Earl ‘Fatha’ Hines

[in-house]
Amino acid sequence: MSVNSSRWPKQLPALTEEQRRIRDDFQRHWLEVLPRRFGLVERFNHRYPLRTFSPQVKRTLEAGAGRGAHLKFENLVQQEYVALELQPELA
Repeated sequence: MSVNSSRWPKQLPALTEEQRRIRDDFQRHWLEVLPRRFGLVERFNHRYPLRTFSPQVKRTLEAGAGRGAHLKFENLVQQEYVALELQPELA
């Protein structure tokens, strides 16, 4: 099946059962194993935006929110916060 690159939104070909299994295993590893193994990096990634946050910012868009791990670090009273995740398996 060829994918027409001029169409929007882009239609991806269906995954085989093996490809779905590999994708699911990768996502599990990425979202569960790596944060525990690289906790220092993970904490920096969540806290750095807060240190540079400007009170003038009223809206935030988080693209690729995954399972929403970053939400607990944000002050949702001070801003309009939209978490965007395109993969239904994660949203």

Earl FathaHines (December 28, 1903 – April 22, 1983), was an American jazz pianist and bandleader. He was one of the most influential figures in the development of jazz piano and, according to one major source, is “one of a small number of pianists whose playing shaped the history of jazz”. In 1925, after much family debate, Hines moved to Chicago, Illinois. The city was then the world’s jazz capital, home to Jelly Roll Morton and King Oliver. Hines started in The Elite no. 2 Club but soon joined Carroll Dickerson‘s band, with whom he also toured on the Pantages Theatre Circuit to Los Angeles and back. In the poolroom at Chicago’s Black Musicians’ Union, Local 208 on State & 39th, Hines met Louis Armstrong. They played together at the Union piano. Armstrong joined Hines in Carroll Dickerson‘s band at the Sunset Cafe. In 1927, this became Armstrong’s band under the musical direction of Hines. Later that year, Armstrong revamped his Okeh Records recording-only band, Louis Armstrong’s Hot Five and replaced his wife Lil Hardin Armstrong on piano with Hines. Armstrong and Hines then recorded what are often regarded as some of the most important jazz records ever made.